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Behind the Photo: Justin Franz’s railroad photography -
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Behind the Photo: Justin Franz’s railroad photography

A Siemens Mobility ALC-42 Charger locomotive leads Amtrak’s Empire Builder east across the Middle Fork of the Flathead River. As seen from a DJI Mavic Air 2S. May 22, 2022.

Justin Franz is a writer and photographer based in Whitefish, Montana who has been photographing trains for over twenty years. During the pandemic, he purchased his first drone and started experimenting with getting aerial perspectives of these fast-moving machines across the North American landscape. DPReview recently interviewed him to discuss how he used his DJI Mavic Air 2S drone to capture the epic shot above of an Amtrak ALC-42 Charger locomotive and cars crossing the Flathead River.

What sort of pre-planning goes into capturing a shot like this?

A lot of the time it starts with looking at maps or Google Earth and seeing the bends of the landscape – curves are always better than a straightaway. If there’s not a dramatic backdrop or interesting foreground, it’s just not going to work. I spend time just looking at the landscape online and thinking of past places I’ve been. Sometimes you get there and you throw the drone up and it just doesn’t work.

When Amtrak got these new locomotives I knew I wanted to get some glamor shots of them with the drone. There’s a long tradition in railroad photography of photographing the newest and brightest locomotives in the most iconic landscapes that the train travels through. If you look at the last 100 years, anytime the Great Northern Railway had a new locomotive they would have their publicity people take pictures of it along the southern edge of Glacier National Park. I knew that I wanted to sort of replicate that with these new locomotives.

How early did you arrive on site to get set up?

That specific spot is a 10-minute drive from my house, and just west of me is a busy station where the train stops for about 20 minutes. I knew that once the train was in Whitefish I could make the 10-minute drive to the location. I probably got out there like 30 minutes ahead of time to get the drone set up, calibrate the GPS, send the drone up to look around and get an idea of exactly where I wanted to be.

I knew that once the train was in Whitefish I could make the 10-minute drive to the location.

Amtrak has the little train tracker that you can queue up on your phone and see where the train is on the map, but that doesn’t always work because sometimes you are in an area with no cell service. If you’ve done railroad photography for a long time, you start to understand how the railroad operates. If it left the station at a certain time, and it’s X miles away, theoretically it should arrive at a certain time. I always sort of wait until it’s about the right time before I send the drone up. The railroad people also use radios to talk to each other and you can tune in and listen to figure out how close the train is and if it’s time to send the drone up.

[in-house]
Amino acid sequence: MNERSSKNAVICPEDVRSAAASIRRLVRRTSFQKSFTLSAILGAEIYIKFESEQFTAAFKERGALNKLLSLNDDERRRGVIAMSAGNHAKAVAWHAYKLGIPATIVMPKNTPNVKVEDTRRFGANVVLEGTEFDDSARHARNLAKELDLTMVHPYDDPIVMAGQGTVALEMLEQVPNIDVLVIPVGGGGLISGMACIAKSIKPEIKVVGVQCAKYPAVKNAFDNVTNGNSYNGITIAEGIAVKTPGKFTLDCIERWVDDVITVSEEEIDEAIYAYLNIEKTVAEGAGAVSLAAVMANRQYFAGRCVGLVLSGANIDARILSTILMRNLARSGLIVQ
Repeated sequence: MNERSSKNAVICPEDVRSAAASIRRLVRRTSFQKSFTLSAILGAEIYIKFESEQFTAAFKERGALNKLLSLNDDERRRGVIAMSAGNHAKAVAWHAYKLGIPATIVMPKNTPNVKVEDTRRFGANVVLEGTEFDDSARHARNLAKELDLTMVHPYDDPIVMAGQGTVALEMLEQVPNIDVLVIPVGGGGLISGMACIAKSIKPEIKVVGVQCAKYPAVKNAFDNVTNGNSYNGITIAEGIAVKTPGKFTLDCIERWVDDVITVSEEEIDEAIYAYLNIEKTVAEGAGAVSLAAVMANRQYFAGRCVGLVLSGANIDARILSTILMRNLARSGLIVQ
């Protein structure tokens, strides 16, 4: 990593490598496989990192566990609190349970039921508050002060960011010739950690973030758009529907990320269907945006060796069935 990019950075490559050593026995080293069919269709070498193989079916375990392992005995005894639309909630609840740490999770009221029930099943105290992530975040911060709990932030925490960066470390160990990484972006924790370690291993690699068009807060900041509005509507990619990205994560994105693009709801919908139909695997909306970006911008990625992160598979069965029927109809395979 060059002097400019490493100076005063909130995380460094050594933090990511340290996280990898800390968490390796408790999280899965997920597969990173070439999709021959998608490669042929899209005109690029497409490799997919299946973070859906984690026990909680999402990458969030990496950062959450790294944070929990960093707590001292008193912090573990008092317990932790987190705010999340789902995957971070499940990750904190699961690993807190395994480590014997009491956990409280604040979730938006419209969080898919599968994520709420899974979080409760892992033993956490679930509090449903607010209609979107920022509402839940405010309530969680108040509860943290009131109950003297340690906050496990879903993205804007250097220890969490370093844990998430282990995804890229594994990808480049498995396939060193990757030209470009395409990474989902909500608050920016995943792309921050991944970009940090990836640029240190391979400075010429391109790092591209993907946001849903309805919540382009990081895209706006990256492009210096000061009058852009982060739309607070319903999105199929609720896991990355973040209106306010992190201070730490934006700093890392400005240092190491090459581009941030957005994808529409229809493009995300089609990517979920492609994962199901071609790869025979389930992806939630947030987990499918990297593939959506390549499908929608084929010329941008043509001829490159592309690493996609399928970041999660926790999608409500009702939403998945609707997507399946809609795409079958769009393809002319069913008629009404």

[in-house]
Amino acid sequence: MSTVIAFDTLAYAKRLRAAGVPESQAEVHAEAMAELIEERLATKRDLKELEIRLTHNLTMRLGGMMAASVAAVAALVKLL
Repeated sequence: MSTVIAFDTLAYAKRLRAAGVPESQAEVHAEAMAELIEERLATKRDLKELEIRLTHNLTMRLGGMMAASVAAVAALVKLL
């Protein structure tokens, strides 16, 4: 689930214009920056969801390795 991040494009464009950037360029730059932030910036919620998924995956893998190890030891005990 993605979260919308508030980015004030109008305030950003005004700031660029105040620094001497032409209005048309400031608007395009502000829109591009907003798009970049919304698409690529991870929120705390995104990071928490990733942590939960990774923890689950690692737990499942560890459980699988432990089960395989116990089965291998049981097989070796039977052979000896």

How many shots did you have to take to capture the moment?

With the drone, you really only have one shot at it – and of course sometimes there’s a delay [between pressing the shutter button and the shot] – most people might not notice that delay, but if you’re doing railroad photography with a drone, you quickly notice that delay. Even a second or two too late and the train is in the wrong spot – the train is going 50 or 60 mph.

With the drone, you really only have one shot at it.

With the Mavic Air there is a setting where you can shoot in bursts of three, five or seven. Those bursts are in really quick succession. When shooting in bursts or three or five you don’t really notice a big difference in the frames, but with seven there always seems to be a delay because of the buffer. Usually I set it to capture bursts of three because it at least gives me an option, even if the train has only moved a foot or so. It’s not like shooting with a DSLR or mirrorless camera, where you can just sort of spray and get 30 different options.

What tips would you give to someone who wants to get started with railroad photography?

A friend of mine, another railroad photographer, jokes that railroad photographers are just dumb landscape photographers. We’re looking for great landscapes, but it would be better if there was a train cutting through the landscape. It takes a lot of patience, it’s challenging at times, but it’s also a lot of fun. You should learn as much as you can about the railroad and how it works and obviously be safe while shooting. Trains are big, fast-moving machines, so never trespass and be careful.

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